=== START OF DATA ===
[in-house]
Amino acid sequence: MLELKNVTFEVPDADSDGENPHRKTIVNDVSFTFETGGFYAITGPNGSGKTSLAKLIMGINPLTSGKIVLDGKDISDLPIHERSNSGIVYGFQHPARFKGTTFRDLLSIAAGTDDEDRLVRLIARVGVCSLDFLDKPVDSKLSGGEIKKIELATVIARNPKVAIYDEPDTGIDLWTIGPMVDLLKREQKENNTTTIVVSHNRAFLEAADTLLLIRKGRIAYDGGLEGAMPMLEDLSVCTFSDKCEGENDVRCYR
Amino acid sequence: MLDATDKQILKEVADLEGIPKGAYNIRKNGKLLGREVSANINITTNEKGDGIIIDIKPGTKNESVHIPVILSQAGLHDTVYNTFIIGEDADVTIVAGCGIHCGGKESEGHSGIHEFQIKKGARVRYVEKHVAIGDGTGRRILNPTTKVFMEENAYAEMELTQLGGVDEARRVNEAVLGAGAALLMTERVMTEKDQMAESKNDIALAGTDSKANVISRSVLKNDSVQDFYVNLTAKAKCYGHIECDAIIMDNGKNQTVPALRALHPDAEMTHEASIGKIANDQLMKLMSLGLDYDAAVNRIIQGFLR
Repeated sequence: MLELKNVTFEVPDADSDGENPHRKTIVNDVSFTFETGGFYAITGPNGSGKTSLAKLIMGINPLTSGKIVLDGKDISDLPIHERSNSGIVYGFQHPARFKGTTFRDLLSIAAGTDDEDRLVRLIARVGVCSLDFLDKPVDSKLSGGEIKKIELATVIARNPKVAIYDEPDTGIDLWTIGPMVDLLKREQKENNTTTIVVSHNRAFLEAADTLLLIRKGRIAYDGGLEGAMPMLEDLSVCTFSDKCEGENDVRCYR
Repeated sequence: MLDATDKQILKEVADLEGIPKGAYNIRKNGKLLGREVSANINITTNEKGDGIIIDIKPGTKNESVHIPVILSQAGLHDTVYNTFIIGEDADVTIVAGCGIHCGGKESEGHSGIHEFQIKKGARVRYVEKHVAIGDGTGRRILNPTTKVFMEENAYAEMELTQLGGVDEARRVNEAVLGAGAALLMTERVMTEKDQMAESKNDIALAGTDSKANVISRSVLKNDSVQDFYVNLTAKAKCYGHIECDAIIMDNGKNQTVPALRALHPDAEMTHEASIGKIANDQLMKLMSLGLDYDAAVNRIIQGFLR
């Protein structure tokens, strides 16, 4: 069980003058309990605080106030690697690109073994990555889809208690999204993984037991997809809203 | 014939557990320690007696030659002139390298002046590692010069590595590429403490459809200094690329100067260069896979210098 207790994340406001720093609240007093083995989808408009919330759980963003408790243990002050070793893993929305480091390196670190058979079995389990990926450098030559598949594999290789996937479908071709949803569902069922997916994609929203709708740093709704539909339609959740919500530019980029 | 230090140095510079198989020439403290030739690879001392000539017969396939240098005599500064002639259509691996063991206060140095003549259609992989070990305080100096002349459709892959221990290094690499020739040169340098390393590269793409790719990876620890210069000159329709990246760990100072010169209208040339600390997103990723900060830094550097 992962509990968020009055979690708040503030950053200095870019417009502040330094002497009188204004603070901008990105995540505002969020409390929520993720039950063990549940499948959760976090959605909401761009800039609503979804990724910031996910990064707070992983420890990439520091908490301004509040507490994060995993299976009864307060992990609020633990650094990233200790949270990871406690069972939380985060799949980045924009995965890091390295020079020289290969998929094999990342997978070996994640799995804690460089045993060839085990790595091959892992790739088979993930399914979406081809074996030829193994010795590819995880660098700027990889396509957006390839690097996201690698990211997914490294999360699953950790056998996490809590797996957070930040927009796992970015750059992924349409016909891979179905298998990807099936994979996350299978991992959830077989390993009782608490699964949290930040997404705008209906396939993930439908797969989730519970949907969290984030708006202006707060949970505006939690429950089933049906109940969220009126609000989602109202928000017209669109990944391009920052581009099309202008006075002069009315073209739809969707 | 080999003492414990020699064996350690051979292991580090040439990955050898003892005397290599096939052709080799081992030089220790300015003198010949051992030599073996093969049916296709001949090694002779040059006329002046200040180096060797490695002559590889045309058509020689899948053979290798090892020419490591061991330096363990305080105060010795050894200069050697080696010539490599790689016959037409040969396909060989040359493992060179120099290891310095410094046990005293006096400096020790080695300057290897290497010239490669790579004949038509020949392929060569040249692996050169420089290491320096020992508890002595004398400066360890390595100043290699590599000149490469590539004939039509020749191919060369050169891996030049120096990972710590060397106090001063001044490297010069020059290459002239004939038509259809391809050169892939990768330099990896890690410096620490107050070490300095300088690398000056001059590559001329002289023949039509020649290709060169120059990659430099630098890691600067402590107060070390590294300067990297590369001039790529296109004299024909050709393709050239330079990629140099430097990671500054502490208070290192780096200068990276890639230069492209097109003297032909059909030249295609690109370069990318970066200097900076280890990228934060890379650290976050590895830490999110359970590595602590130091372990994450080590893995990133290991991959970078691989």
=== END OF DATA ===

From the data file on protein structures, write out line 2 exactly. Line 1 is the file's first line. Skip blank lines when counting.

Amino acid sequence: MLELKNVTFEVPDADSDGENPHRKTIVNDVSFTFETGGFYAITGPNGSGKTSLAKLIMGINPLTSGKIVLDGKDISDLPIHERSNSGIVYGFQHPARFKGTTFRDLLSIAAGTDDEDRLVRLIARVGVCSLDFLDKPVDSKLSGGEIKKIELATVIARNPKVAIYDEPDTGIDLWTIGPMVDLLKREQKENNTTTIVVSHNRAFLEAADTLLLIRKGRIAYDGGLEGAMPMLEDLSVCTFSDKCEGENDVRCYR